Well, we had a choice – a one hour flight to Cusco or a 20 hour drive. Actually we had no choice as it was made for us by Odysseys Unlimited, but we did not disagree. So 4:30 wake up call to leave early to avoid the rush hour traffic for the 10 million people that live in Lima. We were actually not in Cusco for very long as it is 11,200 feet and they want to acclimate us to the altitude. So we got off the plane and got on a bus to the Sacred Valley (which is at 9,000 feet).
Well actually first we had to go up a bit more. As we left the city we stopped to take a picture (we are coming back in a few days). There was an enterprising young lady with an alpaca at the stop that would let you take a picture for a $1. We made a stop at 12,142 feet at Saqsaywaman to begin our education on the Incas. The sections were first built by the Killke culture about 1100 and were expanded and added to by the Inca from the 13th century. It served as a religious center. How it was built with no animals, no wheels and no written language still amazes people today. The walls are made from limestone that came from quarries a few miles away. The workers carefully cut the boulders to fit them together tightly without mortar and no metal tools have ever been found. The 5th picture shows how tight they fit together and these rocks weighed thousands of pounds and were 16 – 20 feet high.
The 6th picture shows an alpaca that was looking over the edge of a drop off when we stopped for lunch. Leslie is trying to figure out how to bring one home. After lunch (which was a light buffet because you are not supposed to eat a lot when you first go to a high altitude), we took a windy drive down to Pisac. On the way we stopped for a picturesque view of a valley. The last 5 pictures are of Pisac. The next to the last picture shows agricultural terraces that were made by the Incas. Pisac is famous for its market. The market had colorful textiles and all kinds of wonderful things to look at. Leslie had to hold off on buying textiles because the guide told us that tomorrow we are going to go to a place where they make all the textiles by hand with 100% baby alpaca.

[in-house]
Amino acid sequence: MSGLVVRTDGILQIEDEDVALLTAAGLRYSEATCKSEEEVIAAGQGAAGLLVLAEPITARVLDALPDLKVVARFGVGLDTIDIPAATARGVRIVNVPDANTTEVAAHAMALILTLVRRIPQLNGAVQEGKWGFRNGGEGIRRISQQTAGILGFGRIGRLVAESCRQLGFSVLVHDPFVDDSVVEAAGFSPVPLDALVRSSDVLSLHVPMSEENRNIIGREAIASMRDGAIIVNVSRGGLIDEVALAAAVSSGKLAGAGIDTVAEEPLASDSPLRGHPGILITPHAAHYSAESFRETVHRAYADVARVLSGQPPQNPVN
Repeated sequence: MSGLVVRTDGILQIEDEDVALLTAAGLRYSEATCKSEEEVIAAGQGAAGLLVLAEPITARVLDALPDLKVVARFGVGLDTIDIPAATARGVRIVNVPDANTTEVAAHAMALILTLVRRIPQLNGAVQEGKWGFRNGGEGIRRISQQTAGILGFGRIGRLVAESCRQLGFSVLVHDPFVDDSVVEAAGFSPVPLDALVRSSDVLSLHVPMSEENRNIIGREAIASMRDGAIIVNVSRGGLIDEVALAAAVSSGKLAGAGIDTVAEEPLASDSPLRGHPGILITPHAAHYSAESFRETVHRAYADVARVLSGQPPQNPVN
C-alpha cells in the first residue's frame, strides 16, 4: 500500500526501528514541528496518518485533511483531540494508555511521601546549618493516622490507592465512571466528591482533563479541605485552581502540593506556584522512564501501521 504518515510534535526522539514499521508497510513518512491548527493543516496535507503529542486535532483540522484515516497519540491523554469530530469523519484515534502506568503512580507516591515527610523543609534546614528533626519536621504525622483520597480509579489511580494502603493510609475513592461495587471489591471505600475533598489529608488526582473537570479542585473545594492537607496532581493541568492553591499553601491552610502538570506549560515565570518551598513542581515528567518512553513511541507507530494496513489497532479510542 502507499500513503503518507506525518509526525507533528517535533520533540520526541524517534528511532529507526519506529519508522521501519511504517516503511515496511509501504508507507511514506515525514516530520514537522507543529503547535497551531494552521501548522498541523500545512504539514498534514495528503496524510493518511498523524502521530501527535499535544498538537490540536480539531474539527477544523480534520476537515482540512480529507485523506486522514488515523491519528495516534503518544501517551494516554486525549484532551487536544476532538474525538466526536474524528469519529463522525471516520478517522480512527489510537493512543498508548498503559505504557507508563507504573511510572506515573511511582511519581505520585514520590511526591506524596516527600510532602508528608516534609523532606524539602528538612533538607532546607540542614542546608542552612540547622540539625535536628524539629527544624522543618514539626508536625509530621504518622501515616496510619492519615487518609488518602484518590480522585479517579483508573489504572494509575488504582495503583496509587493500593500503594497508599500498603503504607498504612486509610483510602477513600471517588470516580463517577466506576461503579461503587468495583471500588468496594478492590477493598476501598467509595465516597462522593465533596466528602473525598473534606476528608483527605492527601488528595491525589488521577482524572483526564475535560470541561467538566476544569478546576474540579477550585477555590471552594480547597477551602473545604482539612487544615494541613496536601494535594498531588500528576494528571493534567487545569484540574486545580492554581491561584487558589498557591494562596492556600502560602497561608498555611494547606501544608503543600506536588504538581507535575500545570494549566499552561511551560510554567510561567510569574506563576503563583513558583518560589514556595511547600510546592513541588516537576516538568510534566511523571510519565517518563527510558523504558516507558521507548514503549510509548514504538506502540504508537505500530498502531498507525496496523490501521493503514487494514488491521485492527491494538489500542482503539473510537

Don was finally able to get a picture of a Torito de Pucara (the picture of the bulls on the roof top). They are placed on the roof of houses in the year they are built for good luck, fertility (of crops and livestock) and to bring prosperity. We had seen them all over, but always from a moving bus. The Incan tradition started with llamas, but was changed to bulls when the Spanish conquered the Incas. The cross and ladder were added as Christianity grew in the area.